More than 65 percent of released inmates return to prison within three years of release, according to the National Institute of Justice.
But researchers at Ohio State say some prisoners might have a reduced risk of reincarceration if their messages towards peers evolve during group treatment, according to a study recently published in the Journal of Substance Abuse Treatment.
“Peer help is of value to the person who gives the help,” said Keith Warren, co-author of the study and associate professor at OSU’s College of Social Work. “This study says that the activity of offering verbal support to peers can change the way in which people think, and that this can influence outcomes.”
Therapeutic communities — group-based programs set up to help those with problems such as drug addiction — now have quantitative evidence to support the notion that “verbally helping others can change the way in which ideas are associated in your mind,” Warren said.
Nathan Doogan, co-author of the study and a postdoctoral researcher at OSU’s College of Public Health, examined 267,000 written notes gathered from 2,342 men in minimum-security Ohio facilities during their time in therapeutic communities.
The researchers categorized the messages, which participants read aloud during a group meeting, as either “push-ups” or “pull-ups.”
Push-ups are affirmations, such as telling someone he did something good. Pull-ups are corrections, such as telling someone he did something bad, Warren said. Pull-ups typically break rules in the therapeutic community.
Doogan and Warren analyzed how the prisoners’ push-up or pull-up messages to other inmates from month two or three compared to messages during month four or six of rehab.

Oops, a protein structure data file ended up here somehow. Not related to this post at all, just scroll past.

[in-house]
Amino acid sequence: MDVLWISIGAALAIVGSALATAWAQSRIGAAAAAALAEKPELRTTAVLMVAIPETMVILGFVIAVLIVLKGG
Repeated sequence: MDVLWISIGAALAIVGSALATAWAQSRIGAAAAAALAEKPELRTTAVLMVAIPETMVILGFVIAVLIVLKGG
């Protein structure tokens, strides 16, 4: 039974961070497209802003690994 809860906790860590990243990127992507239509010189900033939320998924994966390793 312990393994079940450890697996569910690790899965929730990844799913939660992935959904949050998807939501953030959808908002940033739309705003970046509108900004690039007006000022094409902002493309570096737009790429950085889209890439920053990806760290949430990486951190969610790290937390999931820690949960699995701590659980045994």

Results showed that the more a person’s linguistic choices changed, the less likely he would go back to prison.
“We don’t really know the content of the change, we just know that it was cognitive,” Warren said. “And it involved a change in the connection of words, which presumably means a change in the connection between underlying ideas.”
In other words, it is not about what the prisoners wrote, but rather if what they wrote changed throughout the program.
Researchers noted this change when participants “gained,” or added terms to their language, and when participants “lost” previously used terms.
For example, if someone links the concept of his wife with the concept of love, speaking about one would likely lead to mentioning the other. Similarly, if a horrible event disconnected those concepts, there would be a change in that person’s language, Doogan explained.
The findings suggest that more of either “gains” or “losses” are associated with less inmates returning to prison following release from the program, Doogan said.
“People who changed the most connections between the words in the push-ups and pull-ups they sent had better outcomes,” Warren said.
When these prisoners express themselves differently, rehabilitation is most likely working.
“Learning is a change in connections between ideas,” Warren said in a news release about the study. “In a therapeutic community, you would hope that they are abandoning some old connections and developing some new ones.”
A change in language not only lowers the chance committing a crime again, but also signifies that there is a deeper change within the person.
“It seems to mean that a real open connection with the rest of the community that allows others to actually change something about you is important to successful rehabilitation and reintegration with society,” Doogan said.
While well-adapted people can tailor their ability to connect with others, a large portion of therapeutic communities which are made up of addicts do not have this malleability because drugs “can overpower the natural desire to connect with people,” Doogan said.
Future therapeutic communities can use this data to implement new and efficient ways to measure the progress of residents, and decrease the number of participants returning to prison, the researchers said.